A Scottish Parliament committee has called for a new memorandum of understanding between the UK Government and devolved administrations following Brexit.
A report from the Constitution, Europe, External Affairs and Culture Committee at Holyrood, released on Tuesday said there had been a material change in how devolution looks following Brexit, with it being “very different” following the UK’s departure from the EU.
In 1999 and again in 2013, a memorandum of understanding (MoU) was signed between the administrations, laying out key parts of the devolution settlement not codified in law, which included issues like international relations.
Convener Clare Adamson said: “Our recommendations for a new memorandum of understanding between the UK and devolved governments should be one of the first steps in the journey towards addressing the impact of the changes in devolution following our departure from the EU.
“As we navigate the path of regulatory divergence, it is critical that any new agreements acknowledge the fundamental principle that the Scottish Parliament must have the ability to effectively oversee all the powers within its competence.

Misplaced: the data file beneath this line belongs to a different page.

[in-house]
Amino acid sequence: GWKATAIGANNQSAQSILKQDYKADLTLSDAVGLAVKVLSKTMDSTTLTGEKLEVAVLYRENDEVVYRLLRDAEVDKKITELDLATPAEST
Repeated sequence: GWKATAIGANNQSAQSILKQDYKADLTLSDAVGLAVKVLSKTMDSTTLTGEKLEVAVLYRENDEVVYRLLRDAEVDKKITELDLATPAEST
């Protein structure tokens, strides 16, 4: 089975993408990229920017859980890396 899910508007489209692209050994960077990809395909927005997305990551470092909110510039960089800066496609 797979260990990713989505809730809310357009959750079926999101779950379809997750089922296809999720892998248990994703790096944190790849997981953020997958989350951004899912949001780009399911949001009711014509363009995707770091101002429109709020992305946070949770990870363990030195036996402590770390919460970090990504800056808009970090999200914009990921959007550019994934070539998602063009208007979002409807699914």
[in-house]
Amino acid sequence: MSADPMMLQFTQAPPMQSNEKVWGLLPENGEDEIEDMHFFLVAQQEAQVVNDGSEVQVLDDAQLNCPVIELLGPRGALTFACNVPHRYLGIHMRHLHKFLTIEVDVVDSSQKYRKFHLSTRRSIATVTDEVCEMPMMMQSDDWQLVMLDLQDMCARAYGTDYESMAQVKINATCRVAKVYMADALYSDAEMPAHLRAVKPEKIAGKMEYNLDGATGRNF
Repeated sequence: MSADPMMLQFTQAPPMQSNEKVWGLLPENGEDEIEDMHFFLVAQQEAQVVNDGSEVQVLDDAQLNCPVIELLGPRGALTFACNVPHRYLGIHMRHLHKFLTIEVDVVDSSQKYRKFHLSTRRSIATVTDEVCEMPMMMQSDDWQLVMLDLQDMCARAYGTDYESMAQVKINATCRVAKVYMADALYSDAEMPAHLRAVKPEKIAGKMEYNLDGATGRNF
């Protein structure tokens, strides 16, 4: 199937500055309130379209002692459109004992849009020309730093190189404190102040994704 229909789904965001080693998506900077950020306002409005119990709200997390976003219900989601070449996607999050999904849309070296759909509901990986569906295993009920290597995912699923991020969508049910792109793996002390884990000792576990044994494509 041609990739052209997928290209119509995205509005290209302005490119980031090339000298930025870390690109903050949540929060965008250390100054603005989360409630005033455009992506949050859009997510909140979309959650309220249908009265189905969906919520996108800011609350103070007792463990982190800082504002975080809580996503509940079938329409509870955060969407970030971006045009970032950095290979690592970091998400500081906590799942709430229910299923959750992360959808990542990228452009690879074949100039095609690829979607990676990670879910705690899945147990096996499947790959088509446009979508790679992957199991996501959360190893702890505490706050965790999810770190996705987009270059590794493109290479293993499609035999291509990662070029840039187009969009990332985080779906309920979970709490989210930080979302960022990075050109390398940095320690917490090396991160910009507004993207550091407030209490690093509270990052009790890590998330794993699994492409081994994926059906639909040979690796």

“The evolving regulatory environment resembles a shifting landscape with its twists and turns, which has led to disagreements between devolved institutions and the UK Government.
“These dynamics present challenges to the Scottish Parliament’s core functions and its oversight of ministers that must be resolved to meet the challenges and opportunities ahead.”
The committee has also called for the creation of agreements on common frameworks and the use of powers by UK ministers in devolved areas.
Constitution Secretary Angus Robertson said: “This report makes clear that Brexit has had a profoundly negative effect on the exercise of devolved powers and on the Scottish Parliament’s important scrutiny role.
“Our own analysis published in June highlights examples such as the Internal Market Act and the Deposit Return Scheme, where UK Government ministers have sought to increase their control over Scotland’s devolved powers and imposed legislation without the consent of the Scottish Parliament.
“We welcome the opportunity for further discussion on how devolution can be better protected, but a more respectful approach to the responsibilities of the Parliament is needed from the UK Government if the many legitimate concerns identified by the committee are to be addressed.”